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Man killed in Picton crash 'a real genuine person'

Author
Otago Daily Times,
Publish Date
Thu, 30 Jun 2022, 2:58pm
The extended family were returning home to Auckland from the funeral of an elderly aunt of Paul Brown's in Gore. (Photo / Supplied)
The extended family were returning home to Auckland from the funeral of an elderly aunt of Paul Brown's in Gore. (Photo / Supplied)

Man killed in Picton crash 'a real genuine person'

Author
Otago Daily Times,
Publish Date
Thu, 30 Jun 2022, 2:58pm

A man killed in the Picton crash which left seven dead has been described as "a real genuine person" whose death was an absolute tragedy.

Dunedin resident John Reynolds said his brother-in-law Paul Brown, 59, was a god-fearing man, a gifted teacher and a loving son, brother, uncle and father.

Brown was killed along with his wife Diseree, 47, and son Mark, 15, in a crash between their Toyota Hiace van and a refrigerated truck on Sunday, June 19.

Diseree's sister, Divine Dolar, 56, and Divine's daughter, Flordeliza Dolar, 19, were also killed in the crash.

Two of Diseree's sons, Pedro Clariman, 26, and Luie Lagud, 16, survived.

Clariman's partner Amber Chen and his daughter Mika, 6 months old, were also killed in the collision.

The extended family were returning home to Auckland from the funeral of an elderly aunt of Brown's which was held in Gore the previous day.

Reynolds said the deaths were absolutely tragic for both the family members of the deceased and the driver of the truck.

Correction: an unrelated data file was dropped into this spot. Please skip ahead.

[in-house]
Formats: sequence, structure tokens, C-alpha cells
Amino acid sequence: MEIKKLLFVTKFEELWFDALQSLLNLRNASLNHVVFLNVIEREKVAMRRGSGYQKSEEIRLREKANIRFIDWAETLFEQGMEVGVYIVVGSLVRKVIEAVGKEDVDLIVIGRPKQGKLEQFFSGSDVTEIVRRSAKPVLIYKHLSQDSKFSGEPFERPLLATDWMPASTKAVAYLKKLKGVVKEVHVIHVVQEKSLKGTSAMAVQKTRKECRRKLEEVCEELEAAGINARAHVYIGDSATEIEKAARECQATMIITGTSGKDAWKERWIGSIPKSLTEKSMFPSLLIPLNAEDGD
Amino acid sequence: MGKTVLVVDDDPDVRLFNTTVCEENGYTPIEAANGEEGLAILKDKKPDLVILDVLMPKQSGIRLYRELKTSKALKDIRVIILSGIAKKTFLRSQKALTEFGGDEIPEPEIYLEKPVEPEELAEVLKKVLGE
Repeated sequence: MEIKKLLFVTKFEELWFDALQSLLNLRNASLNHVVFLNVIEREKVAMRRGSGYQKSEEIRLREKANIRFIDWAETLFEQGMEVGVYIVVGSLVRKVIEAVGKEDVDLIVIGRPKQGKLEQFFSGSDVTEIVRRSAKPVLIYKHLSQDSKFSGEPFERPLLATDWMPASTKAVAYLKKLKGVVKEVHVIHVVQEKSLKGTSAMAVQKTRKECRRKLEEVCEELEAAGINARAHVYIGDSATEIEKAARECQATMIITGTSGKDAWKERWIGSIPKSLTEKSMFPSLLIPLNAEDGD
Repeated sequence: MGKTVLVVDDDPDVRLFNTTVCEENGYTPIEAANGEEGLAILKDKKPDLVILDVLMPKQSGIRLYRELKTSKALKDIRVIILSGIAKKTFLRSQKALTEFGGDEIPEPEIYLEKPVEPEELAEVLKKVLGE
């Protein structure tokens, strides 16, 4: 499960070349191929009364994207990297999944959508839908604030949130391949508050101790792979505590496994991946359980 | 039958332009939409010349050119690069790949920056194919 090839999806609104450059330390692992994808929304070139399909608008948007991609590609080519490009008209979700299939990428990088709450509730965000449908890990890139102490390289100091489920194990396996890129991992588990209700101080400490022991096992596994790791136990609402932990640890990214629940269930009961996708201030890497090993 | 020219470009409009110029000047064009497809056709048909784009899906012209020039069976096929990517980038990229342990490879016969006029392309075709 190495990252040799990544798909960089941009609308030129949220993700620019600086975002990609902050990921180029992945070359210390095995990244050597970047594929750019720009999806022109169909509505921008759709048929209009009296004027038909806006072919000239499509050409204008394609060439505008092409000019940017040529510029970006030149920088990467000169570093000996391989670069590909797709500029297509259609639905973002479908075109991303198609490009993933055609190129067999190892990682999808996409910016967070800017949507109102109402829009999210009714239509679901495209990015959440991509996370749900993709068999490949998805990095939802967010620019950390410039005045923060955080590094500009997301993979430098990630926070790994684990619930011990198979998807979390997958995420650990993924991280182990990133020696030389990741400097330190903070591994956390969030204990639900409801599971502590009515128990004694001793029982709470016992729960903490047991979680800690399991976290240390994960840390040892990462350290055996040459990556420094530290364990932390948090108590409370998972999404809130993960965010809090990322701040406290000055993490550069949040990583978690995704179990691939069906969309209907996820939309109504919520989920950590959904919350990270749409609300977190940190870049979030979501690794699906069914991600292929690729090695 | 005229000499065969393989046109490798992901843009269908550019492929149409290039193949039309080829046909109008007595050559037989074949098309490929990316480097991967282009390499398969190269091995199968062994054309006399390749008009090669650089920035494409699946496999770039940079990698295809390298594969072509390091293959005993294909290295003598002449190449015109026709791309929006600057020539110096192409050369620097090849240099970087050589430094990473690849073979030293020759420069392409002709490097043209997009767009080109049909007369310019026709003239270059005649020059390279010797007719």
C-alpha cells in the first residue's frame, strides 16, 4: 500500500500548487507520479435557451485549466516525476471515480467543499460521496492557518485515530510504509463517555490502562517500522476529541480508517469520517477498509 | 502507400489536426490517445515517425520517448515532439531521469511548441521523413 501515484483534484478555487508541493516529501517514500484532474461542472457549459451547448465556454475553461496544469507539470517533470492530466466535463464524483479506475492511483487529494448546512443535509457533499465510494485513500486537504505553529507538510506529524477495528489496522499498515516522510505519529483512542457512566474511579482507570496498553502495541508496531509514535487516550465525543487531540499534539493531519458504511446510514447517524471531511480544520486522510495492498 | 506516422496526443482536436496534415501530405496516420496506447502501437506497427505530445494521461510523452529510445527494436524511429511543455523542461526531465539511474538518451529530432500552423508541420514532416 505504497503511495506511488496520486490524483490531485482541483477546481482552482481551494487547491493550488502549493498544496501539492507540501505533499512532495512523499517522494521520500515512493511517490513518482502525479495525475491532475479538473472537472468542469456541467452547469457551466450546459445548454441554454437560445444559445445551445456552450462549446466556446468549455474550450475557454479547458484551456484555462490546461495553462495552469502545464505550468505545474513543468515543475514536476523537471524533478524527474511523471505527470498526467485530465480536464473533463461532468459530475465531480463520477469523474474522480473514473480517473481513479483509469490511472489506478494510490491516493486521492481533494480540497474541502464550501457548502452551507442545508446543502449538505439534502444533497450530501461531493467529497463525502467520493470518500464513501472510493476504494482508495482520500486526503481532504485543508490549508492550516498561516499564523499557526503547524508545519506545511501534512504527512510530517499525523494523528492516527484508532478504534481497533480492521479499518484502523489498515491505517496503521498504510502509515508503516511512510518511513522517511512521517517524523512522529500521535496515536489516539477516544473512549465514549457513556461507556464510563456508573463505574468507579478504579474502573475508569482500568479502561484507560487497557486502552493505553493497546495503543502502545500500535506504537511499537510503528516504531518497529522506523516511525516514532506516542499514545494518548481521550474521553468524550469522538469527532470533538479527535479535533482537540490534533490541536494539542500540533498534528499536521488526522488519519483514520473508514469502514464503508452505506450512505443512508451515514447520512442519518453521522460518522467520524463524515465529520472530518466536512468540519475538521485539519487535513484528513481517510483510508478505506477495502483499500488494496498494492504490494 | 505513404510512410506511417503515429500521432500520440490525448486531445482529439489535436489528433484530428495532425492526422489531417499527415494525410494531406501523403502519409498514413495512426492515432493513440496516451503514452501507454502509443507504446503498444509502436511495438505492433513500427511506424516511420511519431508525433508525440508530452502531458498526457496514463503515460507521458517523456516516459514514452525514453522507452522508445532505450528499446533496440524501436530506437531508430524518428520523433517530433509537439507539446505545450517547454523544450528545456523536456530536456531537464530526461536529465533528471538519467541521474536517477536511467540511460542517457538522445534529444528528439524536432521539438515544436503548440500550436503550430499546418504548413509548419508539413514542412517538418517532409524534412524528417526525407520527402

Brown was very outgoing, community-minded and "a real genuine person" who everyone loved.

While it might sound like he was reading from a script, Brown really was that sort of person, Reynolds said.

Brown had five children from a previous marriage and was held in high esteem by his extended family.

In Auckland Brown taught special needs students at Parkside School.

"He was quite talented at it apparently," Reynolds said.

Brown had grown up in Dunedin and left about 20 years ago.

He had moved to Oamaru, where he was highly involved in church circles and opened up a pizza restaurant.

Several years later Brown moved to the North Island.

"He had a full-on life," Reynolds said.

Reynolds said his whole family was still shell-shocked about the deaths.

When he spoke to Brown before his aunt's funeral his brother-in-law seemed excited about the future.

But now funeral arrangements were being made for Brown and other members of his family to be sent off together.

The support and communication the family had received from police had been "absolutely fantastic", Reynolds said.

- by Oscar Francis, Otago Daily Times